Waternitrogen carbon and phosphourus cycles





The carbon cycle deals with the interaction of carbon between living organisms and the nonliving environment. This cycle is a process through which all carbon rotates. The main result of the carbon cycle is to serve as a great natural "recycler" of carbon atoms.
The cycle works in a very basic way. First, carbon is taken from carbon dioxide found in the air. Plants take in carbon dioxide from the atmosphere. Plants absorb carbon dioxide from the atmosphere and use it, combined with water they get from the soil, to make substances they need for growth. The carbon is then mixed with water. Carbon dioxide is then formed into sugar (glucose). The process of photosynthesis incorporates the carbon atoms from carbon dioxide into sugars.
Animals attain carbon by feeding on plants and other animals. Animals eat the plants and use the carbon to build their own tissues. The animals get rid of the carbon dioxide in a process called respiration in which an organism supplies its tissues and cells with the oxygen and relieves the tissues and cells of carbon dioxide. Some animals, however, get rid of carbon dioxide only when they breathe, and when they die, the carbon is returned to the soil during decomposition. Carbon items continue to be recycled over and over. For instance the carbon atoms may then be used in a new plant or small microorganisms. Ultimately, the same carbon atom can move through many organisms and even end in the same place where it began. Combustion is another way in which carbon is returned into the atmosphere. Oil, gasses, wood and coal use this process. Molecules combine with oxygen and then convert into water and carbon dioxide and also release light and heat.
Humans play a very important role in the carbon cycle. Actually human impact can have a very negative effect on this cycle. Carbon dioxide is very important in the atmosphere, however only in moderation. For centuries humans have been burning coal, oil, and fossil fuels therefore releasing tons of carbon into the air. The problem with this is that this can cause a problem known as global warming. This is a major climate problem, which has series results on people and the environment. The result on people can be very deadly. Too much carbon in the air can cause cancer.

The nitrogen cycle is extremely important. This is because of the importance of nitrogen itself. Nitrogen is a basic element of life. It also makes up 78 percent of the Earth\'s atmosphere. It forms an essential part of amino acids (which make up proteins) and DNA. Nitrogen is essential for all living cells.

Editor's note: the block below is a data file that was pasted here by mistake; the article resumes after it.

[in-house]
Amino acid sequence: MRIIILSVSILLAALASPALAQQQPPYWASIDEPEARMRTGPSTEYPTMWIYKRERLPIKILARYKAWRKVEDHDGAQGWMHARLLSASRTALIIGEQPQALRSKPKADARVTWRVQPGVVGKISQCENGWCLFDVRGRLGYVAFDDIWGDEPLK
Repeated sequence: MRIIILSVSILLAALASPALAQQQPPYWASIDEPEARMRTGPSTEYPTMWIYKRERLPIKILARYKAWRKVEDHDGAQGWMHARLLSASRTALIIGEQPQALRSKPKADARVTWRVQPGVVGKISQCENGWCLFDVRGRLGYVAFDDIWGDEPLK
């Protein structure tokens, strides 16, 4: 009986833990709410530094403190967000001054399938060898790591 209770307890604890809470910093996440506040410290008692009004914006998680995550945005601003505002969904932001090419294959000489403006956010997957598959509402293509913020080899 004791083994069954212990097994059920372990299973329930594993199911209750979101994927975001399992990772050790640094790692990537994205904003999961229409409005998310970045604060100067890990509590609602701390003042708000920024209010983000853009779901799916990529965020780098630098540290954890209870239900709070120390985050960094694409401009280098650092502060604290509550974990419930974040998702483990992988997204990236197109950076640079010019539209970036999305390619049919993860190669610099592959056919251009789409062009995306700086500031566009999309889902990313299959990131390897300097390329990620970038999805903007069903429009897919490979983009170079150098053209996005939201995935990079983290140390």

The nitrogen cycle consists of 5 steps. First the basic element nitrogen in converted to ammonia. This process is called nitrogen fixation. This process is done by nitrogen fixing bacteria. Then the ammonia gets converted to nitrate. This process, called nitrification, is done by soil bacteria. Assimilation is the third step. Here the ammonia and the nitrate are absorbed by plants. Ammonification converts the nitrogen into ammonia. This process is done by ammonifying bacteria. The final step is denitrification. Here the nitrate is converted back to nitrogen. Denitrifying bacteria aid in this process.
Like all other elements, nitrogen is very important in life but in moderation. We sometimes cause an overload of nitrogen in the environment. When we cause nitrogen overload in our environment, there are many drastic effects. When large amounts of nitrogen collect in a water body there is an accumulation of excess nutrients, which causes an algae bloom. The algae rapidly use up all of the oxygen in the water, making it impossible for fish to live. Burning fossil fuels and wood contributes to a large amount of nitric oxide in the atmosphere. This can eventually form acid rain. The acid can damage trees and kill fish.
Unlike carbon and nitrogen, the Phosphorus cycle does not involve the atmosphere, rather it is found in sedimentary rock. Phosphorus is a necessary element in DNA, in many molecules found in living cells, and in the bones of many animals. A smaller source of phosphorus is found in the droppings (guano) of fish-eating sea birds.
Phosphorus enters the soil by the erosion of rocks. Then plant roots incorporate this phosphorus.